About Richard Clayton
Richard (Dick) Clayton graduated from Louisiana College (BA, 1963), the Florida State University (MA, 1966) and the University of Tennessee (PhD, 1970) in sociology. From 1966-68 he was an assistant professor in sociology (Chair 1967-68) at Stetson University.
Dick was appointed assistant professor of sociology at the University of Kentucky (August 1970) promoted to associate professor with tenure (1973) and professor (1979). In 1977-78 he was visiting scientist at NIDA helping develop the Institute’s research agenda on the relationship between drugs and crime. He has served on numerous grant review study sections and was appointed by the Secretary of Health and Human Services to serve on the NIDA National Advisory Council (1992-95). In addition, he wrote the only chapter required by in the first and second Triennial Reports to Congress on Drug Abuse and Drug Abuse Research and the chapter on prevention in the third report.
In 1972 Clayton became member of a research team conducting a nationwide epidemiological study of drug use among young men born 1944-54, funded by the Special Action Office for Drug Abuse Prevention (SAODAP) in the Executive Office of the White House. The national sample and the sample from high drug use areas in Manhattan were drawn from Selective Service files. Monographs were published (1976, 1981). He was a co-principal investigator on the 1985 National Survey on Drug Abuse. Clayton also published The Family, Marriage and Social Change (1976, 1979).
The Center for Prevention Research was funded by NIDA in 1986, the only Center funded in the first round of funding with Dick as director and faculty from multiple departments across the University of Kentucky comprising a transdisciplinary research team. Dick’s project was a Randomized Control Trial evaluation of D.A.R.E., the school-based, curriculum-driven prevention program. The Center for Prevention Research has morphed into the Center for Drug Abuse Research Translation (C-DART) and is still funded by NIDA. Clayton has been the principal investigator or co-investigator on $48 million in grants and contracts.
In the early 1990s he helped establish the Society for Prevention Research, served as its 2nd President and in 2005 received a Presidential Award from the Society for outstanding contributions to prevention science.
Clayton received the Great Teacher Award from the UK Alumni Association and also received a University Research Professor award; one of only five faculty members at the University of Kentucky to ever receive both awards.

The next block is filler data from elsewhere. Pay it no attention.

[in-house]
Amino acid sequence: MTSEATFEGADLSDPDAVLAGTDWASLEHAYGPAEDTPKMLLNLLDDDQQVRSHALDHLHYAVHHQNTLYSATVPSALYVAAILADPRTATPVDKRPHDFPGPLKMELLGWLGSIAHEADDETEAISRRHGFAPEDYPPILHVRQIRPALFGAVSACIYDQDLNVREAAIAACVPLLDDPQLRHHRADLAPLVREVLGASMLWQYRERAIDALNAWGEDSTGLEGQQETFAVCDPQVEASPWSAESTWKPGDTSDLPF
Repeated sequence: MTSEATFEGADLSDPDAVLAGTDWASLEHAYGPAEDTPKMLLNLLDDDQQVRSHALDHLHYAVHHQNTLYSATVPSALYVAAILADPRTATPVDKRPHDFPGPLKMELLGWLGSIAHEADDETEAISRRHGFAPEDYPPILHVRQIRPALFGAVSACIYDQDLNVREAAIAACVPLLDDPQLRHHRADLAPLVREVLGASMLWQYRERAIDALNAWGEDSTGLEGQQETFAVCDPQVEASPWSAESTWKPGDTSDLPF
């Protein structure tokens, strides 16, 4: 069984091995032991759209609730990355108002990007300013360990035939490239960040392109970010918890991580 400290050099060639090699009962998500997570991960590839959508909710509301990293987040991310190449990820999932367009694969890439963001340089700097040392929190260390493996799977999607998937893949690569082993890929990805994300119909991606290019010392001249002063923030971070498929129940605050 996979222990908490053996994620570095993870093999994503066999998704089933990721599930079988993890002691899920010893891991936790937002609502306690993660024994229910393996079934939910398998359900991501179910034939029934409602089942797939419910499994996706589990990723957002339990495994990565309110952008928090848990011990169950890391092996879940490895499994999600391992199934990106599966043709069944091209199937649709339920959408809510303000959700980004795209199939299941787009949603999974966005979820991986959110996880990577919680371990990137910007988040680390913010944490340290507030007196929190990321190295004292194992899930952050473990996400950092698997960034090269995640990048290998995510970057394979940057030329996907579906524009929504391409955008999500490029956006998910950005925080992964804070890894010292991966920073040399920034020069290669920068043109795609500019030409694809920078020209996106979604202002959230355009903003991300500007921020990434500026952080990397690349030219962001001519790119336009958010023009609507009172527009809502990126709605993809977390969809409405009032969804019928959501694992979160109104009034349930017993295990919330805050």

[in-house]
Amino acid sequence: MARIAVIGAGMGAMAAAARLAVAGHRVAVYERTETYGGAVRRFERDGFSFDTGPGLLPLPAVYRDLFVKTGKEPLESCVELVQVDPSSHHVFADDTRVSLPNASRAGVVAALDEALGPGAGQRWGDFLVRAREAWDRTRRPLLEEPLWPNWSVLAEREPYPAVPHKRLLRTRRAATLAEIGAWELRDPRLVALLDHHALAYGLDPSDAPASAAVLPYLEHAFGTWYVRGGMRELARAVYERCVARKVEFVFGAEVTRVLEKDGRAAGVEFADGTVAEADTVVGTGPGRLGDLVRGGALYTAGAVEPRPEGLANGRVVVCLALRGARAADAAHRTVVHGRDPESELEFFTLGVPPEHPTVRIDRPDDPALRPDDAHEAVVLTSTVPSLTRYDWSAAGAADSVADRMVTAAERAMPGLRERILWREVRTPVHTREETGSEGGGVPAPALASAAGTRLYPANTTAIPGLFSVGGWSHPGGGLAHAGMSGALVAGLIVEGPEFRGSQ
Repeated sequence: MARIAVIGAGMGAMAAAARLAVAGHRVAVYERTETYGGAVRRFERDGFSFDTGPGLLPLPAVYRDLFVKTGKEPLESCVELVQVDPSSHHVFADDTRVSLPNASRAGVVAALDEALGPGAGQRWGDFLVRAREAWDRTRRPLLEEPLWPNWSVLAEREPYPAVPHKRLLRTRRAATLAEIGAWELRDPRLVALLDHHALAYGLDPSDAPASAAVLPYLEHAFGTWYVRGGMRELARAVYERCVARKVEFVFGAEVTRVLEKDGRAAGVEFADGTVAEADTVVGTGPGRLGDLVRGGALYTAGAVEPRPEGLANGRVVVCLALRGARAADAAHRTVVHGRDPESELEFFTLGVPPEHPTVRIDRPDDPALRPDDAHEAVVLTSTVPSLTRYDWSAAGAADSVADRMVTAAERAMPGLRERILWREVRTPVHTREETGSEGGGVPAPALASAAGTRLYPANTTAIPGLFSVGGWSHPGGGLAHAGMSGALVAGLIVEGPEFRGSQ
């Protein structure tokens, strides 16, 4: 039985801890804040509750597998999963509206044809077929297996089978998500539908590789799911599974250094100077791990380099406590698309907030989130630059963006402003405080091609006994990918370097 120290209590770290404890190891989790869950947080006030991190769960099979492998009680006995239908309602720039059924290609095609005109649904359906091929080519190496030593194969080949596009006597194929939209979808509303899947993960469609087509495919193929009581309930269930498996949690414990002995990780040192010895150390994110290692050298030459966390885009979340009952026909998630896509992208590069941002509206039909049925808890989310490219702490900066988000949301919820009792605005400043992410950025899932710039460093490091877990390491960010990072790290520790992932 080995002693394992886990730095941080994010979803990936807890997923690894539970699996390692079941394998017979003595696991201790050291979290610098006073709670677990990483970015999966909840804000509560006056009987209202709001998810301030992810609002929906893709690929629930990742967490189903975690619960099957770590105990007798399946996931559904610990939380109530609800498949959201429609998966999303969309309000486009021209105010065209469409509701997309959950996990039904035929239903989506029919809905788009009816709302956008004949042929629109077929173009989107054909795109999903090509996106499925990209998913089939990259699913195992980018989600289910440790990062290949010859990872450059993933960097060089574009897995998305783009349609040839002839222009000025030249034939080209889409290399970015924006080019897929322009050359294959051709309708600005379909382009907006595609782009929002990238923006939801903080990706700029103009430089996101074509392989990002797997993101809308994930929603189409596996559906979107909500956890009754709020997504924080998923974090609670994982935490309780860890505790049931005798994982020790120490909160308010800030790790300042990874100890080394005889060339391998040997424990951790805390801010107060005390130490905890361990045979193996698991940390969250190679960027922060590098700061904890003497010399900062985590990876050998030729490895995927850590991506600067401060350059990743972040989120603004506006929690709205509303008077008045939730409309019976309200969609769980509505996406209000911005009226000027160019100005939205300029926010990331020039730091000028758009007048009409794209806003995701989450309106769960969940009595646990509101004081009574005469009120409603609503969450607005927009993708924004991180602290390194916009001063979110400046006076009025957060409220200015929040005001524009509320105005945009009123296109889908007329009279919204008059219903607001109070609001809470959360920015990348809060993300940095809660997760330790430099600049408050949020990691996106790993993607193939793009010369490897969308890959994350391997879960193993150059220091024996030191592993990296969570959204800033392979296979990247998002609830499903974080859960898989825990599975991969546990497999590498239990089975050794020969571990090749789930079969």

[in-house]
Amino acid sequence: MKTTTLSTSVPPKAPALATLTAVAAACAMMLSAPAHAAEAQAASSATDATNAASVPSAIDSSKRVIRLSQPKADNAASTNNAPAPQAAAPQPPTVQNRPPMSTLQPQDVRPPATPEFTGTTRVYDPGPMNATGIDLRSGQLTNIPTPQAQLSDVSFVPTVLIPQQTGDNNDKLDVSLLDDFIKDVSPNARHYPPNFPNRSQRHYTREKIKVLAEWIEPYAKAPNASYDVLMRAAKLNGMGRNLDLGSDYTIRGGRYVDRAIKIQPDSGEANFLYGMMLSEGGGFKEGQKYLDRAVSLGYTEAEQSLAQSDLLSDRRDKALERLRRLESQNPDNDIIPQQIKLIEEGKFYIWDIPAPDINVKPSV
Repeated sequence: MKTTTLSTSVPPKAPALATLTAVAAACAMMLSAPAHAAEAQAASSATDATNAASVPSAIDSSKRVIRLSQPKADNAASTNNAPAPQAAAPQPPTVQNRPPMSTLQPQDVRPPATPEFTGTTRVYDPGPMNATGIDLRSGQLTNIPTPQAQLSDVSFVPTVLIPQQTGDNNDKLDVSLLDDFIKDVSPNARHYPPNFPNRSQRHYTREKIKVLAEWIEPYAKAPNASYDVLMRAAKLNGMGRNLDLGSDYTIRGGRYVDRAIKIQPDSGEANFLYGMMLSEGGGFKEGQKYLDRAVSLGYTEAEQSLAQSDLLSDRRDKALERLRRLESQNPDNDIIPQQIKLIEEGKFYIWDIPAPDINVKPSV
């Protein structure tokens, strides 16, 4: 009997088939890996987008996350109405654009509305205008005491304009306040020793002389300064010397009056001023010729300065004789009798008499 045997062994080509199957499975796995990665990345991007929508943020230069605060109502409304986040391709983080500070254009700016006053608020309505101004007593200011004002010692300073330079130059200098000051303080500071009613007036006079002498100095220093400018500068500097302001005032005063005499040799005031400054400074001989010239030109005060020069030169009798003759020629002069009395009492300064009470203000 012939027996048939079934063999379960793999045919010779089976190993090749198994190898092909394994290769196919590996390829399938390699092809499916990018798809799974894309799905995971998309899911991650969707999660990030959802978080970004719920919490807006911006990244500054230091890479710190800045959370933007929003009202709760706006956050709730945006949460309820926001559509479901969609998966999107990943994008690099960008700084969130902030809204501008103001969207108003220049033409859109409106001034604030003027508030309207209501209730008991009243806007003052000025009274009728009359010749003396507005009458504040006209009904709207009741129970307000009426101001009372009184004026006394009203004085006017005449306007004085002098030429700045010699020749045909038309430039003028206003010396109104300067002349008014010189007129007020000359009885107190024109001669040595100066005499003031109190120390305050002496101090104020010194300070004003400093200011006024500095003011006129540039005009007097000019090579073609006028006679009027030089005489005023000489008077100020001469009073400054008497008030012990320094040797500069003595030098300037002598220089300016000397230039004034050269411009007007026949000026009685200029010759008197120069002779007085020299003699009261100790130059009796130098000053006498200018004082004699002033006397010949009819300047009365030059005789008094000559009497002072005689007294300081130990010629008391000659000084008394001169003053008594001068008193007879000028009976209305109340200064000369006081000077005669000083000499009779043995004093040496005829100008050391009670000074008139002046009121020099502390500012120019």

From 1996-2009, Dick was chair of the Robert Wood Johnson Foundation’s Tobacco Etiology Research Network (TERN), the first transdisciplinary research network at the Foundation and in the substance abuse field. It consisted of 13 senior/11 junior scientists from a number of different institutions and with specialties ranging from cells to society. TERN had 25 major meetings through December 2009 and total funding of $9 million. He was also a member and Chair of the Tobacco Research Network on Disparities (TReND), a transdisciplinary network of scientists and scholars funded by the National Cancer Institute and the American Legacy Foundation.
In January of 2001, Dick was appointed as the founding Good Samaritan Foundation Endowed Chair in Health Education and Health Promotion in the College of Public Health. He helped establish the University of Kentucky, College of Public Health (the first new college at the University in 30 years), served two terms as interim chair (Preventive Medicine and Environmental Health in the College of Medicine), was founding chair of the Department of Health Behavior and founding Associate Dean for Research in the College of Public Health.
In 2012, Dick was on sabbatical as a senior visiting scientist at Headstrong: The National Centre for Youth Mental Health in Dublin, Ireland. He and Bob Illback, the Deputy CEO of Headstrong, published a monograph detailing an economic analysis of the benefits and impact of Jigsaw, a community-based mental health intervention focused on youth and mental health issues.
In 2004, Thomas Cooper (Professor in UK College of Dentistry) and Dick Clayton established The Cooper/Clayton Method to Stop Smoking, a comprehensive, behavioral smoking cessation program. To date Cooper and Clayton have personally trained over 1,700 community-level volunteers in Kentucky and 2,000 K-Mart pharmacists to deliver the program.
Dick Clayton is the chair of the Scientific Advisory Board of D.A.R.E. America and is the only scientist on the overall Board of Directors of D.A.R.E. America and D.A.R.E International. D.A.R.E. is the largest prevention program in the United States and is being taught in 49 other countries. In addition, Clayton is the only person who is not a law enforcement officer to go through the intensive, two-week training course to become a certified D.A.R.E. instructor. He also serves on the Board of Directors for the Pacific Institute on Research and Evaluation (PIRE) and is Chair of the Board of Health in Scott County, Kentucky.
In July of 2013, Dick Clayton retired after 43 years at the University of Kentucky. He served on two National Academy of Sciences panels, represented NIDA and the drug abuse research community at bi-national forums/conferences in 13 different countries and has published 8 books and more than 100 articles and chapters. He is a member of the University of Kentucky, College of Public Health Hall of Fame.